Of course, if the circumstances connected with the receipt of the statements are such as to create an estoppel in pais in behalf of the employer, a different rule would prevail, not by reason, however, of the implied admission of the correctness of the statement, but by reason of the fact that the employer had acted thereon, and would be injured if the admission could be repudiated. The burden of showing this fact, however, would rest upon the employer, and must be established affirmatively, and not left to conjecture. In Janin v. London etc. Bank , 92 Cal. 14, 27 Am. St. Rep. 82, it was said in reference thereto: "The burden of proof to show that the bank sustained damage or injury by the negligence (that is, the failure to make objection) of plaintiff was upon the defendant, [47 P. 139] and this it was required to show by evidence having some reasonable tendency to establish such fact." There is nothing in the present record tending to show that the defendant acted, or failed to act, in respect to any matter, by reason of the omission of the plaintiff to object to the correctness of the statements, and there is nothing more than conjecture that, if he had objected thereto, the defendant would have sought to terminate the employment; and there is certainly no foundation for such a presumption.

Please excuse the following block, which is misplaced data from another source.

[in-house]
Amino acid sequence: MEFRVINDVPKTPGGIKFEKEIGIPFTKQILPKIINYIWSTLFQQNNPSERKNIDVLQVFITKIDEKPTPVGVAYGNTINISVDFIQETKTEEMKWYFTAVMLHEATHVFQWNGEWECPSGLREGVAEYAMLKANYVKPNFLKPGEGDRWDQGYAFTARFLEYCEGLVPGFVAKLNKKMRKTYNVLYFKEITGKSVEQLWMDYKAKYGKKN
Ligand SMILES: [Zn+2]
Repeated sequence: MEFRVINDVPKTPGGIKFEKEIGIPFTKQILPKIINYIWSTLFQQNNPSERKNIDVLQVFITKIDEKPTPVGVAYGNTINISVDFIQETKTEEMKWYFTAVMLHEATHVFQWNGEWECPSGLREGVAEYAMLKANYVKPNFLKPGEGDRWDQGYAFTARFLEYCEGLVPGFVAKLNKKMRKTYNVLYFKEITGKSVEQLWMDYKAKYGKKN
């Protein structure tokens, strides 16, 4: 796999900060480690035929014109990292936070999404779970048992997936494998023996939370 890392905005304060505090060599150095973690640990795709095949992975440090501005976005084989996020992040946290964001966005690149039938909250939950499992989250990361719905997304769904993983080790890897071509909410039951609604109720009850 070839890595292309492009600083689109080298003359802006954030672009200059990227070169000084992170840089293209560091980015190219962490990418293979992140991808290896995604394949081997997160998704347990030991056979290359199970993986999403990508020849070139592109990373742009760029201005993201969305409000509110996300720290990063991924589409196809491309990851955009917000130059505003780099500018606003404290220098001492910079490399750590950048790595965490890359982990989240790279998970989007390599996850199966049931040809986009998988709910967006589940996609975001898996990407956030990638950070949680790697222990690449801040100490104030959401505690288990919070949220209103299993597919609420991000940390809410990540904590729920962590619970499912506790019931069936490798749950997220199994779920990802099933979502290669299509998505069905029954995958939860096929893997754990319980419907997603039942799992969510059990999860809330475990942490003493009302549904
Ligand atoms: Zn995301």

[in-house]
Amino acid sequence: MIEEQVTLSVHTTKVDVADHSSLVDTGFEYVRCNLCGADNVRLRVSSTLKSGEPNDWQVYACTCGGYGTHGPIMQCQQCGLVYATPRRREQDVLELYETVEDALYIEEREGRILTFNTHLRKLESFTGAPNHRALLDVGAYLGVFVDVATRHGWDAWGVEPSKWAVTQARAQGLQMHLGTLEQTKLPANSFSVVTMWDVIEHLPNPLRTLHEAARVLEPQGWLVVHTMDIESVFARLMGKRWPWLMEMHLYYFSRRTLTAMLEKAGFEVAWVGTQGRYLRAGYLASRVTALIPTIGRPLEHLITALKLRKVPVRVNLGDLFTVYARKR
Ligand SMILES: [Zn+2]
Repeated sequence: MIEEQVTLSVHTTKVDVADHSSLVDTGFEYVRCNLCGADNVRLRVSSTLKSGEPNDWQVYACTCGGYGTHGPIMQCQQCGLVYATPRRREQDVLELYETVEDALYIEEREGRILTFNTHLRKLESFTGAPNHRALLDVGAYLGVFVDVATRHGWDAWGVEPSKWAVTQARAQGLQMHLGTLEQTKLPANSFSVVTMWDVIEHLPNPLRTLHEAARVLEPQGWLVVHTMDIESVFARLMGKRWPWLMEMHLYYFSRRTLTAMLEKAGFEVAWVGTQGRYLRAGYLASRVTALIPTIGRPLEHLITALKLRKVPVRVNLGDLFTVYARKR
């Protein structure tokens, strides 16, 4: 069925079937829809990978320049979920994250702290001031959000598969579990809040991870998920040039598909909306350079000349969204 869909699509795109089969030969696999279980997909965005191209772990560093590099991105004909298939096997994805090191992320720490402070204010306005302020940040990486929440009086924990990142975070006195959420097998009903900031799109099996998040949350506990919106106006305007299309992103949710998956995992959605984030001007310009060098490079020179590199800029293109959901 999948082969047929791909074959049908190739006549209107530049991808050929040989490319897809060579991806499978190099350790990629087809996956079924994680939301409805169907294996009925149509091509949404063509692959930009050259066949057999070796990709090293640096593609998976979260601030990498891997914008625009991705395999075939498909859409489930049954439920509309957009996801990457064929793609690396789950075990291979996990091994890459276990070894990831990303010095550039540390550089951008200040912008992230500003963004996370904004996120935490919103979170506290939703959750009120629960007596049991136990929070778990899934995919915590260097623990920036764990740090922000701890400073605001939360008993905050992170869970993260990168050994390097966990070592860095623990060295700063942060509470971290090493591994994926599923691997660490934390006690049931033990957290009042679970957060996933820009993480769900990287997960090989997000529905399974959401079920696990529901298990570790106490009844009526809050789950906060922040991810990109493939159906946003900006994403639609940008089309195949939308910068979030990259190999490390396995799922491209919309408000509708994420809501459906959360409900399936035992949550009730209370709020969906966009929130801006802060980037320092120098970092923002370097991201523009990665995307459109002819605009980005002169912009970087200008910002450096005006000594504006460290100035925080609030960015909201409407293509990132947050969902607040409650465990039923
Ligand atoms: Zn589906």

An order overruling a demurrer to a complaint, on the ground of ambiguity, does not constitute reversible error, if, after such order, the cause is tried upon its merits, and it does not appear that the defendant was prevented from making whatever defense he had to the cause of action shown by the plaintiff's evidence. (Code Civ. Proc., sec. 475.)

Summaries of

Shade v. Sisson Mill & Lumber Co.

Supreme Court of California
Dec 17, 1896
115 Cal. 357 (Cal. 1896)
Case details for

Shade v. Sisson Mill & Lumber Co.

Case Details

Full title:R. A. SHADE, Respondent, v. THE SISSON MILL AND LUMBER CO., Appellant

Court:Supreme Court of California

Date published: Dec 17, 1896


115 Cal. 357 (Cal. 1896)
47 P. 135

Citing Cases

Pike v. Zadig

But the practice of pleading in this form has been too long established in this state to be now open to…

Camp v. Boyd

A general and special demurrer to the complaint was overruled. Upon the contention that a common count must…